Okay! Time for you — whether you are a Sarah Waters fan or a Sarah Waters newbie — to read The Paying Guests! Don’t forget to stop back by here and tell me what you thought of it. Did you find the Event too Eventy? Do you have suggestions to finish off my musical metaphor?

Cover report: At last, a book with different American and British covers! It feels like it’s been so long since that happened. Since I can’t decide which is better (both are not great), I have made a poll. Vote please!

 

  • I am a Sarah Waters virgin. I’ve been wanting to read her other book – The Little Stranger (I think that was the spooky, atmospheric one) for ages, but just never got around to it.

    • Gin Jenny

      Oh, you know, that one may not be the best one to start with. I haven’t read Affinity yet, but leaving that one out, The Little Stranger is probably my least favorite of hers.

  • I enjoyed reading this book; this is my second Waters book. I don’t have any issue with the event. In fact, I think that’s the heart of it (not saying more as I’m scared I’d spoil it, hehe). Now I look forward to reading the rest of her other books.

    • Gin Jenny

      Aw, yay! I hope you will love them. Are you reading Fingersmith next? That is my favorite (unoriginal, I know).

      • I’ve a few other books to be reviewed but Fingersmith is definitely among those list! 🙂

  • I liked the British cover, only because Sarah Waters covers in the UK are all similar and I’ve always liked the typeface they use, even though I’m not entirely sure it fits the mood of her books.

    I didn’t think the Event was too eventy at all. In the early stages of the book, which I liked, I kept waiting for an Event to happen, so when it arrived, it needed to be pretty big. I think, too, that I expect Sarah Waters novels to be Eventful, so I was primed for something like that to happen.

    What’s the single line of dialogue you’re referring to? I either missed it, or it didn’t make that much of an impression.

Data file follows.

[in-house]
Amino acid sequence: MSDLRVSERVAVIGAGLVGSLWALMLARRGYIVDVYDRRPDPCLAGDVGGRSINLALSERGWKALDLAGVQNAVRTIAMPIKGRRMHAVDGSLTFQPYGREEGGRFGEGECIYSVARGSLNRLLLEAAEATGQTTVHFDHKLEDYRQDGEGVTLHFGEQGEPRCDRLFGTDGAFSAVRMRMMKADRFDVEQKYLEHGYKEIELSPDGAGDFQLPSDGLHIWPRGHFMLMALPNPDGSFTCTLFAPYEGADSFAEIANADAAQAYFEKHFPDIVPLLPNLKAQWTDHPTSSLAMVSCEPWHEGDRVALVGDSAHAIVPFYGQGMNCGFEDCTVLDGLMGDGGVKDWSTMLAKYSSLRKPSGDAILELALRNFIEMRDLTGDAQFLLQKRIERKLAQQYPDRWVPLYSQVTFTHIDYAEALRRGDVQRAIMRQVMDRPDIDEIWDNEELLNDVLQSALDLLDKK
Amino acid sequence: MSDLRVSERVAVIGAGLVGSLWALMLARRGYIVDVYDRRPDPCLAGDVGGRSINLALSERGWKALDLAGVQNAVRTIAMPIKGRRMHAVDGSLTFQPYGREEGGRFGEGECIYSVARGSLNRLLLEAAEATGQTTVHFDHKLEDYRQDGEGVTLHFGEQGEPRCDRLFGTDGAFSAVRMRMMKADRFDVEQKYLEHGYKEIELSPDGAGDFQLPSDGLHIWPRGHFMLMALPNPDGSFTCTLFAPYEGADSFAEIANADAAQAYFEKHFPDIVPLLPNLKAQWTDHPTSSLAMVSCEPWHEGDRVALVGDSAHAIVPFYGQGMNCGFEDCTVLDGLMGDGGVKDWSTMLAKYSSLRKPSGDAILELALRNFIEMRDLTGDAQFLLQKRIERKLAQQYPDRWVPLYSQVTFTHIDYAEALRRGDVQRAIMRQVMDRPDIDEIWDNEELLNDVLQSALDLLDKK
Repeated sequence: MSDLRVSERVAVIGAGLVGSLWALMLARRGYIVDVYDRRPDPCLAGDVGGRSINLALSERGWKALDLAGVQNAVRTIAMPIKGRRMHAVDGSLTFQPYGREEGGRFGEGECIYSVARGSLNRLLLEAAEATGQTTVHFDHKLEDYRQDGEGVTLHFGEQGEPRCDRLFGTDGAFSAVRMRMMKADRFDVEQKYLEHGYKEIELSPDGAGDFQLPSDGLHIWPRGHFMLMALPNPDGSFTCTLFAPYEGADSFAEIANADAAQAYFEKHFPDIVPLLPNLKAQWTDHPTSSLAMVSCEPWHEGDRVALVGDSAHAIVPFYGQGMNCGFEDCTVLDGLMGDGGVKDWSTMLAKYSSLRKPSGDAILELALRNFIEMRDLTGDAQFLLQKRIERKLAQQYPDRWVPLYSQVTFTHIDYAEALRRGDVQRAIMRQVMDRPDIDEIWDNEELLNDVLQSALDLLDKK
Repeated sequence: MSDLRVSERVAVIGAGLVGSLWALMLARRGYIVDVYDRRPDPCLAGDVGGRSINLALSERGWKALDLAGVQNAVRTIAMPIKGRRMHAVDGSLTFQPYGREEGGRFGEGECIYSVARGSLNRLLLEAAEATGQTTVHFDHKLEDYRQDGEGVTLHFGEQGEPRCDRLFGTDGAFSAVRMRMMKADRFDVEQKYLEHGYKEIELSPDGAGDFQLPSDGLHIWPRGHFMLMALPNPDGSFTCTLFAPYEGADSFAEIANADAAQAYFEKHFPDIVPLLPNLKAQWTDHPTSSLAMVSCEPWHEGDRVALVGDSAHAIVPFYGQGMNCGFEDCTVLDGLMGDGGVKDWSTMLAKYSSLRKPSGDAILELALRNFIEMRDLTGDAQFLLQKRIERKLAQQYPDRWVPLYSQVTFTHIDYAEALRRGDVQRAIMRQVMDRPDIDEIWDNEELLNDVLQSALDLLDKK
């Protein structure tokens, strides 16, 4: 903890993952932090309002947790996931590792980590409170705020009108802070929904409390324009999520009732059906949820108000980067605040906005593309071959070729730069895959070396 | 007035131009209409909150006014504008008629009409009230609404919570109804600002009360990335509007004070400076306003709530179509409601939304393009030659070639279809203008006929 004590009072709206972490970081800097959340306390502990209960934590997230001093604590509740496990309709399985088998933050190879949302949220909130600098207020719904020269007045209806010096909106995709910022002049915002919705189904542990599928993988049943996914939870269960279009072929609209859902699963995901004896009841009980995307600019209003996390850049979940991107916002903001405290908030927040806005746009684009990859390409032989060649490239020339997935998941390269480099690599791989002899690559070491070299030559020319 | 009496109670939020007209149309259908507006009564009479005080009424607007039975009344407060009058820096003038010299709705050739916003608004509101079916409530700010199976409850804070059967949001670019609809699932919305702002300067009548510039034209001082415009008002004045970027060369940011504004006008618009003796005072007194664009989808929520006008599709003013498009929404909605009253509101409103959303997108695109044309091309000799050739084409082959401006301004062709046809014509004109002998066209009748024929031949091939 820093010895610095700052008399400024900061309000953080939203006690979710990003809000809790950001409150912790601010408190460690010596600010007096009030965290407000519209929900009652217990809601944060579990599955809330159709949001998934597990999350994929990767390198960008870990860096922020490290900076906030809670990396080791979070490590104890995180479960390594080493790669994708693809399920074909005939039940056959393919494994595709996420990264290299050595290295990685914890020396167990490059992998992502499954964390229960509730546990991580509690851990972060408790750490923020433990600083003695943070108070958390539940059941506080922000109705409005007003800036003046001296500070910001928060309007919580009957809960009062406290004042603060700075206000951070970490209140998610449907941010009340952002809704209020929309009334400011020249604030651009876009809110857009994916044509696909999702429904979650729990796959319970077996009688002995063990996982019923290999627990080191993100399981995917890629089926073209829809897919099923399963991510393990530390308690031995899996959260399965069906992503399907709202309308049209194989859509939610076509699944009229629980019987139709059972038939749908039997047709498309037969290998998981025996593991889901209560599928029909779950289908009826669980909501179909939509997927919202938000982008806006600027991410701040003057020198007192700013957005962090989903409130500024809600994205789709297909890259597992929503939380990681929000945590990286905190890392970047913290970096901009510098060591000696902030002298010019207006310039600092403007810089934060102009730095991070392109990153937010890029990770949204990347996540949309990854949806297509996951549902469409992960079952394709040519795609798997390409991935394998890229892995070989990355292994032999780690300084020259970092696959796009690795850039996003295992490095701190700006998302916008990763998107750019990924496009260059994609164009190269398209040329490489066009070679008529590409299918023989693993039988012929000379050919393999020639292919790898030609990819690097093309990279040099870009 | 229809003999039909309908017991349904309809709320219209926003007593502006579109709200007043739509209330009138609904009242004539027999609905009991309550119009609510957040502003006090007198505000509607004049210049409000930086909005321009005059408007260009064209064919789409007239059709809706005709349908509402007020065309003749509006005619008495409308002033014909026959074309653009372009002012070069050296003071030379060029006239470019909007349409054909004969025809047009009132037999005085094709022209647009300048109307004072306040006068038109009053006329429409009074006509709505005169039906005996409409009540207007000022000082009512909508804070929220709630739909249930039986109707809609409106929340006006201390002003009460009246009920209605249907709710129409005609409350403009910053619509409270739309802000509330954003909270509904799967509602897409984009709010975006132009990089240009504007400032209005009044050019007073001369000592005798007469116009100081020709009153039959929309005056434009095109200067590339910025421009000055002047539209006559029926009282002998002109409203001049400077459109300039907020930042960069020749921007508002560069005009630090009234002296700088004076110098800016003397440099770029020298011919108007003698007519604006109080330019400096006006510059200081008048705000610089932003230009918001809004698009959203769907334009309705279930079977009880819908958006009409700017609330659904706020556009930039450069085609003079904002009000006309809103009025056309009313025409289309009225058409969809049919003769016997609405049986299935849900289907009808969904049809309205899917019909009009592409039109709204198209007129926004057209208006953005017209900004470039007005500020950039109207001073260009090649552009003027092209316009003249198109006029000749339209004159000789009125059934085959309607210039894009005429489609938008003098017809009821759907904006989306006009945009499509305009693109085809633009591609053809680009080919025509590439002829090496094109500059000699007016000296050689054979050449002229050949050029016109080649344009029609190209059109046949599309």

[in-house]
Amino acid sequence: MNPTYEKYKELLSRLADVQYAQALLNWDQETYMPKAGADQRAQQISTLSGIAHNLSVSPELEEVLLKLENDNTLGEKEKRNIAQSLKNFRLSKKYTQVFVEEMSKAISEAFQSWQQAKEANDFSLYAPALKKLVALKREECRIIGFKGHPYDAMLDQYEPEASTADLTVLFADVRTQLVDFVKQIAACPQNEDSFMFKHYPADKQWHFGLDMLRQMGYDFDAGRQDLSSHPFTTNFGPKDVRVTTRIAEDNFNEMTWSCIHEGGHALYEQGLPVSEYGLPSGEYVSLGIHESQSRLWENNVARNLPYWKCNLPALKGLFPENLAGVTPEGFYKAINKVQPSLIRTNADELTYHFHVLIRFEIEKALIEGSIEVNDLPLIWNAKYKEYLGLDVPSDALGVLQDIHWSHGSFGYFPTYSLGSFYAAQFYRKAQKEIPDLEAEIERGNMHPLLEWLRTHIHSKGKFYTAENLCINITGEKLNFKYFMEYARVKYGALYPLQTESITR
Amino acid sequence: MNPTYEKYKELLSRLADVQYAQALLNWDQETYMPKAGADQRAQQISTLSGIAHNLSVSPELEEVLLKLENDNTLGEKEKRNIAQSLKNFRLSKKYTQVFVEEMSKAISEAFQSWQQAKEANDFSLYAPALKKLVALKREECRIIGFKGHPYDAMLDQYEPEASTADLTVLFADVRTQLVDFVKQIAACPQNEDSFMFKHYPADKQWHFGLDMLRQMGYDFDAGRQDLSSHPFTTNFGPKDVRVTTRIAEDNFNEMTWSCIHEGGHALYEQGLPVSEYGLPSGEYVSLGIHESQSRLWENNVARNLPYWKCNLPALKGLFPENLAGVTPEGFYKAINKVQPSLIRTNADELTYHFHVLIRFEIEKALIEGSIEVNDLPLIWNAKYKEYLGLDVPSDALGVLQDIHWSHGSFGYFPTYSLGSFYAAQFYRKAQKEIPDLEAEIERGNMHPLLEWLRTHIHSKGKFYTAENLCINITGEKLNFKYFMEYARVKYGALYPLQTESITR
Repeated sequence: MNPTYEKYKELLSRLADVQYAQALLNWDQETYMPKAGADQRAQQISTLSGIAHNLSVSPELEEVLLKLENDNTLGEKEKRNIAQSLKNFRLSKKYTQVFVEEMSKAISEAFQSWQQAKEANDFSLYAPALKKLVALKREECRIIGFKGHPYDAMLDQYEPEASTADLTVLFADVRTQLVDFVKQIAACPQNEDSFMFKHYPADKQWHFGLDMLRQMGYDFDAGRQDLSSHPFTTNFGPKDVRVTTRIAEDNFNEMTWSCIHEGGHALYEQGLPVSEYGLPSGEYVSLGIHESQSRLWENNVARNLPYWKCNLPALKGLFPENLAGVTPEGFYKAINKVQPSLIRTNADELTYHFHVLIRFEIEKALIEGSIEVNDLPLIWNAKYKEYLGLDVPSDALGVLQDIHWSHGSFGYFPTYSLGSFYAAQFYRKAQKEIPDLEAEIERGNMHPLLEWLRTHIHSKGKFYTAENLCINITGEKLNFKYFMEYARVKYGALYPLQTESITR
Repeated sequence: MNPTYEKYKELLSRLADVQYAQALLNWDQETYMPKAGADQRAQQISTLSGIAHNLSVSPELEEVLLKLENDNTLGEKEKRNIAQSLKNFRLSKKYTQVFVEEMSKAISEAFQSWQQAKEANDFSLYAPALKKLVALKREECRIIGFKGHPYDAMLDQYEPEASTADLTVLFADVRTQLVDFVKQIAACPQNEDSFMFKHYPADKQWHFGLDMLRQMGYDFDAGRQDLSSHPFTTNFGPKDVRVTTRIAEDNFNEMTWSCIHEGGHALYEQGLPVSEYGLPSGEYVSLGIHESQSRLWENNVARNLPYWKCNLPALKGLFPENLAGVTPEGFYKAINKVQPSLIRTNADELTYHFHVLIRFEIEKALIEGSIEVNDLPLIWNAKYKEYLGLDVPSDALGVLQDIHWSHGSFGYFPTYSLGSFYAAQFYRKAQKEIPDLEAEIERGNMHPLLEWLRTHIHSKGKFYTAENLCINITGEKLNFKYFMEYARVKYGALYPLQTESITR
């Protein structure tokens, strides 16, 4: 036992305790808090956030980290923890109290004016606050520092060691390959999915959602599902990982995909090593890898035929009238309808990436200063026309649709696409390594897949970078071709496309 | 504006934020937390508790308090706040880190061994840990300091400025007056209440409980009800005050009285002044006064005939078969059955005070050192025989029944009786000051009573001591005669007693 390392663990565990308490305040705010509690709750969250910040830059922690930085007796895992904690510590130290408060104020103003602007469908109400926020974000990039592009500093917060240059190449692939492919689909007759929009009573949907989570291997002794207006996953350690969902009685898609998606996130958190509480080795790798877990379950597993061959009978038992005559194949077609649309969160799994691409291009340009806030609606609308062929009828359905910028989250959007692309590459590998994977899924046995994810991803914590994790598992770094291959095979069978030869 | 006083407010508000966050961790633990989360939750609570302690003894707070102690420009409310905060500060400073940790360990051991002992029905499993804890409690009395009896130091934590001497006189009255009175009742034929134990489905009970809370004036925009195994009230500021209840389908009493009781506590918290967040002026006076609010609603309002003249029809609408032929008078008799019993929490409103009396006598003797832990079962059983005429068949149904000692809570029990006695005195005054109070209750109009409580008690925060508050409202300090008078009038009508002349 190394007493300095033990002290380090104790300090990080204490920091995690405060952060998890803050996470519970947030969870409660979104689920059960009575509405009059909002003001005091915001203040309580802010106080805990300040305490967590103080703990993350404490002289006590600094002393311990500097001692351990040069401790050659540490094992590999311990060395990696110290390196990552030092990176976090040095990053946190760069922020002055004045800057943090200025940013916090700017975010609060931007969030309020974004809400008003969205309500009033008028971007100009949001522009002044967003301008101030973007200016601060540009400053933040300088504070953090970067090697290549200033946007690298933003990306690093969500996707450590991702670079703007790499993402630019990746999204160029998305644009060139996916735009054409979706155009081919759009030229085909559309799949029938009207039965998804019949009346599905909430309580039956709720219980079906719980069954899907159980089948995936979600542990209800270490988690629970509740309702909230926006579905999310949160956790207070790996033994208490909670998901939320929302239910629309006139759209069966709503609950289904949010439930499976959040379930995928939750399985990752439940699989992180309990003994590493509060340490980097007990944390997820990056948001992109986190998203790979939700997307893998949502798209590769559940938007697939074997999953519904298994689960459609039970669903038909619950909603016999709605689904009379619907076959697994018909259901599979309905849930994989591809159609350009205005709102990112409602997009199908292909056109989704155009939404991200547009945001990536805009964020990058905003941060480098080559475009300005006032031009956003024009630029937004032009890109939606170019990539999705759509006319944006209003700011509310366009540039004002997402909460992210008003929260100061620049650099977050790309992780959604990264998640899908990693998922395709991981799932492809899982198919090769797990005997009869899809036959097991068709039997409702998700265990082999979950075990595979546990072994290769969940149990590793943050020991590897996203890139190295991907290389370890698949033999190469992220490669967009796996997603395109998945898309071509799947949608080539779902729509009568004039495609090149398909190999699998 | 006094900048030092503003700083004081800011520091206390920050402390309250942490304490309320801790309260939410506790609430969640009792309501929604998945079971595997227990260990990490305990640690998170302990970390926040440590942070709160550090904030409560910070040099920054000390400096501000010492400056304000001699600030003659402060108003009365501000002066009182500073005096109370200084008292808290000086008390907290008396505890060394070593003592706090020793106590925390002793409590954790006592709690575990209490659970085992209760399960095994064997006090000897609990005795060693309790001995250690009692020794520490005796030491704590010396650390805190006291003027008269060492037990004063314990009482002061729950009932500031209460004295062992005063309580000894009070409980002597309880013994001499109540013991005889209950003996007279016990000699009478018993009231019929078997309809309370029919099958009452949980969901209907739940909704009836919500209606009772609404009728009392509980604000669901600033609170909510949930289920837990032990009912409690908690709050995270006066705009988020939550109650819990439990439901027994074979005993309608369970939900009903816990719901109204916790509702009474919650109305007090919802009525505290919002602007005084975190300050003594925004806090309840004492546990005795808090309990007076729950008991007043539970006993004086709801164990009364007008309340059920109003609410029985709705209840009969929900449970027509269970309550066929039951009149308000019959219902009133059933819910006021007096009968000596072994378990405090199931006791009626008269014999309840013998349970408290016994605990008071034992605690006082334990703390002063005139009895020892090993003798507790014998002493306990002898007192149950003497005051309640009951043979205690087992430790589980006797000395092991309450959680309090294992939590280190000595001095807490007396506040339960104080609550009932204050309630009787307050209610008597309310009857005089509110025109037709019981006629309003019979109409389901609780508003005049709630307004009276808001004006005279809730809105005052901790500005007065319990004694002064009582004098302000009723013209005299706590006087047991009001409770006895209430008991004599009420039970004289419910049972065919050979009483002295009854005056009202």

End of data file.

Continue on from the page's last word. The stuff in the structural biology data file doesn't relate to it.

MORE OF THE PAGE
• Gin Jenny

      Yes! I am not sure it fits the mood of her books, exactly. It is certainly an attractive font, however.

      You are not the only person to ask this! So maybe I am the only person it had such an impact on, because I identified with Frances so much. It’s when Lilian tells her “I’m sorry you’re not as brave as you thought you were.”

  • Heather

    I have to admit, my feelings on reading this had sort of cooled a bit, but now that you’re talking about this EVENT and FEELINGS and stuff, I’m back to wanting to read it.

    • Gin Jenny

      Goody! I really recommend it. I had the most fun reading it that I’ve had reading anything in a while.

  • I totally couldn’t decide on the cover for this one either as neither one wows me (but I don’t hate either of them) so I am not going to vote. I wish one had been awesome though!
    I haven’t read your whole post because my copy is only now on its way from Powell’s (signed! yay!) but your first couple of sentences make me happy and it’s pretty much guaranteed that I will start reading it as soon as it’s in my hands. I will come back when I’m done to discuss.

    • Gin Jenny

      I also wish one had been awesome. Surely an amazing cover was possible? It’s not SUCH a difficult book to illustrate, right?

      I hope you love this when you get it! Arrive soon, Powell’s copy!

  • The only Sarah Waters I’ve read is Fingersmith and it sounds like I’m seriously missing out!

    • Gin Jenny

      Yes, read more! (Actually, Fingersmith is probably her best book. But the others are very worth reading.)